He has Hugh Hefner's libido, Bill Gates' bank account, Stephen Hawking's IQ and a suit of high-tech armor with enough firepower to make the Joint Chiefs of Staff drool.
Tony Stark, the alter ego of Marvel Comics' legendary Iron Man, has many heroic attributes, but since his introduction 50 years ago, he also has shown himself to be deeply flawed and vulnerable.
He has faced many all-too-human challenges, including a recurring struggle with alcoholism and an overriding arrogance that frequently alienates him from his friends and allies. Without his armor, Stark is frail, an ordinary person -- if an extremely wealthy one -- and has been critically injured on numerous occasions, including several heart attacks and a paralyzing spinal injury.
The equal emphasis that writers have placed on Iron Man's human and superhuman qualities is what makes him so interesting, say fans of the character's comics and films, the latest of which, "Iron Man 3," hits theaters on Friday.
"Iron Man is literally a shell. On the inside, he is just a man," says Carson Foley, 22, a tour guide at Ruby Falls who puts Iron Man at the top of his list of favorite characters. "He's just like any of us, but on the outside, he has this awesome power."
A PRODUCT OF THE TIMES
That balancing act between hero and superhero has defined Iron Man since 1963, when Marvel Comics introduced him in "Tales of Suspense No. 39" by Stan Lee, who also created characters such as Spider-Man, Hulk and The X-Men.
At the time of Iron Man's creation, public sentiment -- particularly among young adults -- was turning against the Vietnam War. As an armsmaker-turned-hero, Tony Stark/Iron Man tested whether the public could learn to love what they despised, Lee explained in the 2007 documentary "Marvel: Then & Now."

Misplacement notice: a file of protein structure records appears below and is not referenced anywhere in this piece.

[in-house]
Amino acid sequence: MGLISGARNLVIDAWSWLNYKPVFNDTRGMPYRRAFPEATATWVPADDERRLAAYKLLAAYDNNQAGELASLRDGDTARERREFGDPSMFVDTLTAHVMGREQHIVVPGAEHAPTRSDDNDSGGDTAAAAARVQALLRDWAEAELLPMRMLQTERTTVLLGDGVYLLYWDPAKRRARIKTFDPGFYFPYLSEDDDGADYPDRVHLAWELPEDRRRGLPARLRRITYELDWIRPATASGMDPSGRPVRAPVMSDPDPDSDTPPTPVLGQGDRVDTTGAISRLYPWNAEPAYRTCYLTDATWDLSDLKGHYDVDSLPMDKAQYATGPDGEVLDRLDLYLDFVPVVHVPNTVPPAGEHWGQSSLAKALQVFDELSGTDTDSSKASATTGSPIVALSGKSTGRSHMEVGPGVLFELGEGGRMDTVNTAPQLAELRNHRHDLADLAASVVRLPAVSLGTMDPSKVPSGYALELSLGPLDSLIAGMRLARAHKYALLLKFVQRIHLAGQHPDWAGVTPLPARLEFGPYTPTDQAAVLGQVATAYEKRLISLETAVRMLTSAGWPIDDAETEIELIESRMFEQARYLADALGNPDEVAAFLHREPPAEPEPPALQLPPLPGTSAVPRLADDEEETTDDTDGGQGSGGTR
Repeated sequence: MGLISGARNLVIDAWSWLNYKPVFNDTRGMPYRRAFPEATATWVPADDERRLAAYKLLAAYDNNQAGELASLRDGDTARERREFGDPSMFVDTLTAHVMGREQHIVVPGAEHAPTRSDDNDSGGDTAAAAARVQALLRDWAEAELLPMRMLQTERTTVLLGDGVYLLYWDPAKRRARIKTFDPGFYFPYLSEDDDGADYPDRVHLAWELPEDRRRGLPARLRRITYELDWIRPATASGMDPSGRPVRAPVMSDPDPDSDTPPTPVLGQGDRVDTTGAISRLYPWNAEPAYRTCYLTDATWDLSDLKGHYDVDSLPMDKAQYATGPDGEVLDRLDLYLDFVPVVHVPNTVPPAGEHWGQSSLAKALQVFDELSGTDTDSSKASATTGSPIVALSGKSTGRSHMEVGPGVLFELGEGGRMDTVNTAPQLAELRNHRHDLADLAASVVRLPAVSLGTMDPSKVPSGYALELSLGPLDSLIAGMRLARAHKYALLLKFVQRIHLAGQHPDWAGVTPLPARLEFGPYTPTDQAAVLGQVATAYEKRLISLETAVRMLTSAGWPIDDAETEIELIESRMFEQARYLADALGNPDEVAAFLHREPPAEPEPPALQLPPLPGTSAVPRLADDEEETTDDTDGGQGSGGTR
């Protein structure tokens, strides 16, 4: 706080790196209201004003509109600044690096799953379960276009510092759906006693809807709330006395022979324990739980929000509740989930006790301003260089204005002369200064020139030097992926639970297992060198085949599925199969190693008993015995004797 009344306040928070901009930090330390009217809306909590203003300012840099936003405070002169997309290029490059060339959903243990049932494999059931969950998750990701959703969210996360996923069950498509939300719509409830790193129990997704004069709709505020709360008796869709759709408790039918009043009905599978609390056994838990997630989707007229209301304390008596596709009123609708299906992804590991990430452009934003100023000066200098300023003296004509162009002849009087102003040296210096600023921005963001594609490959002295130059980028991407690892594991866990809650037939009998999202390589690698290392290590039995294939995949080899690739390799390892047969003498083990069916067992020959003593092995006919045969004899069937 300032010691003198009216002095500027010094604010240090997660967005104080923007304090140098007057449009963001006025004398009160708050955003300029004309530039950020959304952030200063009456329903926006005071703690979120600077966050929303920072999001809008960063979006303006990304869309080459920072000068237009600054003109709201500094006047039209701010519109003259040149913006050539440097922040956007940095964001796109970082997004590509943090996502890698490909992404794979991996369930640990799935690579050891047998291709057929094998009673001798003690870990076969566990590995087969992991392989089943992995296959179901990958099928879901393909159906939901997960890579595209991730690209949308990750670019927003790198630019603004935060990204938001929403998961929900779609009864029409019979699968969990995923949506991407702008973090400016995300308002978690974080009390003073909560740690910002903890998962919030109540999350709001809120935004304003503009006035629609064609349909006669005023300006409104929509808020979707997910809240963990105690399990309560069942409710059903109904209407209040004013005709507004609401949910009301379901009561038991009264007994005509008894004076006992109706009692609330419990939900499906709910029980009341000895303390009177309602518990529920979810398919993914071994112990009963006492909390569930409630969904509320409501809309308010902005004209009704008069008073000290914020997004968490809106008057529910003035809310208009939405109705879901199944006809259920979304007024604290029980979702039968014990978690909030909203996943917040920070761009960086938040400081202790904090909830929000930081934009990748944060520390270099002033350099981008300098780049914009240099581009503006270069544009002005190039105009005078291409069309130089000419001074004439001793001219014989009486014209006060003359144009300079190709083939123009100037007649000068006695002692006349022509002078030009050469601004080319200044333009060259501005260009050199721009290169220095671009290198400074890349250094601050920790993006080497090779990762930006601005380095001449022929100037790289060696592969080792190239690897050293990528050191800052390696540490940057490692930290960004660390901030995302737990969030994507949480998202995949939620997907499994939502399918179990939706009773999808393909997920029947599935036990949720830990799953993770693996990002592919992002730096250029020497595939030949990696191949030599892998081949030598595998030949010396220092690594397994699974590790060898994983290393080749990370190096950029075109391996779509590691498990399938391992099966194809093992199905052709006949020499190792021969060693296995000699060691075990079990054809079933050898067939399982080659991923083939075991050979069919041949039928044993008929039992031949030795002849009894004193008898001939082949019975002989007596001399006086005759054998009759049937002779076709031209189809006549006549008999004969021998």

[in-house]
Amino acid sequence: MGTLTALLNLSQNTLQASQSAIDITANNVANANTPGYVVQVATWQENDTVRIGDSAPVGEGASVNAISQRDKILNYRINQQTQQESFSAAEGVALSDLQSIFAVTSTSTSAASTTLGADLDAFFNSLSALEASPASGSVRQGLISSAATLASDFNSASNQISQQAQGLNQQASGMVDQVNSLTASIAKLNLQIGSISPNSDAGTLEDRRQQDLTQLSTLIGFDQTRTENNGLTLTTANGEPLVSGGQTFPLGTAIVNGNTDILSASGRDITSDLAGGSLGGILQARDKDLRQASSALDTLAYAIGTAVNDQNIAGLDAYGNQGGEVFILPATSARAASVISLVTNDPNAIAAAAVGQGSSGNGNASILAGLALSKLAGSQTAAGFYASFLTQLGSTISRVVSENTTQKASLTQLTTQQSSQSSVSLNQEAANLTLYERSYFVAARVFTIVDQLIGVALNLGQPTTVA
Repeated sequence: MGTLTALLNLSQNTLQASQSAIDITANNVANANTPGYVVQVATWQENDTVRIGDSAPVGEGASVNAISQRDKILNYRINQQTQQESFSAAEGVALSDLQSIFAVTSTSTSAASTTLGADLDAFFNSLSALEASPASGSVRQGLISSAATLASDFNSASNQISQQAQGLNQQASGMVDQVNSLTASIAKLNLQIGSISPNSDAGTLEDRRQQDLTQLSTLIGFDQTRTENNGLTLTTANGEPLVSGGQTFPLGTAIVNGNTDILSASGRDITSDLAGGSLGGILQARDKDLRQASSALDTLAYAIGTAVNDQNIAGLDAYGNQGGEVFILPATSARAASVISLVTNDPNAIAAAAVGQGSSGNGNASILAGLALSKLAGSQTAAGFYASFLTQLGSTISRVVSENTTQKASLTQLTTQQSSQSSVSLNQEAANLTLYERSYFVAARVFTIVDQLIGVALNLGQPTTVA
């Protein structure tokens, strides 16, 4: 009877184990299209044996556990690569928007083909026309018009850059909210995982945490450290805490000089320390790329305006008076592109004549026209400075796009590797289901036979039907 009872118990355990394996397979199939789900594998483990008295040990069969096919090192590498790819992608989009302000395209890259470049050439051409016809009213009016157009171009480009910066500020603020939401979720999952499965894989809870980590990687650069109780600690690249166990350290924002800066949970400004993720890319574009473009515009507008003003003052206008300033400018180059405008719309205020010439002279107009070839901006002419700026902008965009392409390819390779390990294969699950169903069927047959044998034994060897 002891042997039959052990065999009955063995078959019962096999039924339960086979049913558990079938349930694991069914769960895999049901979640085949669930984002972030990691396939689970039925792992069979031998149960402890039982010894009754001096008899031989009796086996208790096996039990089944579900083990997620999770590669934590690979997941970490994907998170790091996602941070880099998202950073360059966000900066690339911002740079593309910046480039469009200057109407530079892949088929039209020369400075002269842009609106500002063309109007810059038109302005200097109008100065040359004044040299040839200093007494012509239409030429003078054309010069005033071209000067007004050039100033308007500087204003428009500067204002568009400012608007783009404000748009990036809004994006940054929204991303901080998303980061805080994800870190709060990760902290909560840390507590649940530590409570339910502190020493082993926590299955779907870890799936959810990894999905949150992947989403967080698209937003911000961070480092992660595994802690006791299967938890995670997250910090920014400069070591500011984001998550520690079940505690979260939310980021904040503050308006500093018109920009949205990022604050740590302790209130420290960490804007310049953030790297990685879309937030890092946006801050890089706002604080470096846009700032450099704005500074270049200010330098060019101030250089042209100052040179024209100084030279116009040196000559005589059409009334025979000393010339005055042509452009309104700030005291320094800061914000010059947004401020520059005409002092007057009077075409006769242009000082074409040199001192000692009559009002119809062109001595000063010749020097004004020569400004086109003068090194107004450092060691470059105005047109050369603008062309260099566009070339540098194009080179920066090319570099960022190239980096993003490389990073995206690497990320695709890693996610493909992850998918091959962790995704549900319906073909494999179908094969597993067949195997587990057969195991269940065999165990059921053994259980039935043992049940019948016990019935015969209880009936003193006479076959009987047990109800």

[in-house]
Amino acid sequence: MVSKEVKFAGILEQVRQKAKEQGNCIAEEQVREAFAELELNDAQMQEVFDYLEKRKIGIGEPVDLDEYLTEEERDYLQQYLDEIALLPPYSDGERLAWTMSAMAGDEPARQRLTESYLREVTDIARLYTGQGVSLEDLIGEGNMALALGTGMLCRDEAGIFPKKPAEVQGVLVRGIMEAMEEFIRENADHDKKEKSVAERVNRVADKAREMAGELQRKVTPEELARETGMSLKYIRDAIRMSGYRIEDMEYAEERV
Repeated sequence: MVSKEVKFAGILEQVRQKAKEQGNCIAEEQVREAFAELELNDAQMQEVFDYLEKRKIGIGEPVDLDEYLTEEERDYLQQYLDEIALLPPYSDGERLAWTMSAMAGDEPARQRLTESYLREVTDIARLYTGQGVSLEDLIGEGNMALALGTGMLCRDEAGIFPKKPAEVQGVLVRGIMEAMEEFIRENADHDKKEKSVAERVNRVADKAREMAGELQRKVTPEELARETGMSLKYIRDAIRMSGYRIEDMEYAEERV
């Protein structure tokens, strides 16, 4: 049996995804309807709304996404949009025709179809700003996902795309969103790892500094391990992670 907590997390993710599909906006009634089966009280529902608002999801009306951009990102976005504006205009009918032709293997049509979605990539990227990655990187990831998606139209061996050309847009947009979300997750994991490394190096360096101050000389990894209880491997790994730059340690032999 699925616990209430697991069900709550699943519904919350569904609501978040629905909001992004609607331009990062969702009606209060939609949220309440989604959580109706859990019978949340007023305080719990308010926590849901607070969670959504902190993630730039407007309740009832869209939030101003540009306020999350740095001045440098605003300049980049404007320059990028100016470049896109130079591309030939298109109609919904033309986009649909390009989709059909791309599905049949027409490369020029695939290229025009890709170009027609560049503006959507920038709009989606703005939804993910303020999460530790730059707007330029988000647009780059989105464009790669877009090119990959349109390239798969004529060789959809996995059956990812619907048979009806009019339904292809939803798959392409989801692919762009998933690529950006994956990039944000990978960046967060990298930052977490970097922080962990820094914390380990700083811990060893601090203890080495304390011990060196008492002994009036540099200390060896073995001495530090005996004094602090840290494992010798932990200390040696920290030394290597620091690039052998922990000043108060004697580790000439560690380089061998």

"At the time we did Iron Man, I was feeling a bit cocky," Lee explains in the film. "I said, 'I'm going to come up with a character who represents everything everybody hates and shove it down their throats.' The funny thing is, the book did very well."
In some ways, Iron Man's weaknesses were a breakout from the comic norm, an experiment in emphasizing the man behind the mask, says Shane Grubb, owner of Dicehead Games and Comics in Cleveland, Tenn.
"There was a time in the '60s and '70s when all the characters were really just the same with a different look," he says. "Iron Man was Marvel's first really big step out to bringing character to their heroes."
Of course, he adds, just as many fans are drawn in by Iron Man's signature armor, which originally was introduced as a means of preventing a deadly piece of shrapnel from reaching Stark's heart.
"When I was a kid, it was all about how cool he looked," Grubb says. "The suits are what everyone is always talking about when it comes to him."
SUPER HERO TO SUPERSTAR
Although he was a favorite of comic book fans for decades, Iron Man hit the pop culture mainstream with the first live-action film in 2008. Critics credit much of the success of "Iron Man" to leading man Robert Downey Jr., who they say fit the role of a flippant, sarcastic hero like a tailored, armored glove.
"So comfortable is Downey with Tony Stark's dialogue, so familiar does it sound coming from him, that the screenplay seems almost to have been dictated by Downey's persona," reads the Chicago Sun-Times review written by the late Roger Ebert. "At the end of the day it's ... Downey ... who powers the lift-off separating this from most other superhero movies."
After the first film's homage to the character, fans say they felt let down slightly by 2010's "Iron Man 2," which they say felt more like a teaser for "The Avengers" movie than a true successor to the first film.
Nevertheless, Foley says, he has high hopes for "Iron Man 3" when it opens Friday.
"I saw the first one on opening night and the second one on opening night, so the third one? I'll be there," he says. "I'm looking forward to it."
Contact staff writer Casey Phillips at email@example.com or 423-757-6205. Follow him on Twitter at @PhillipsCTFP.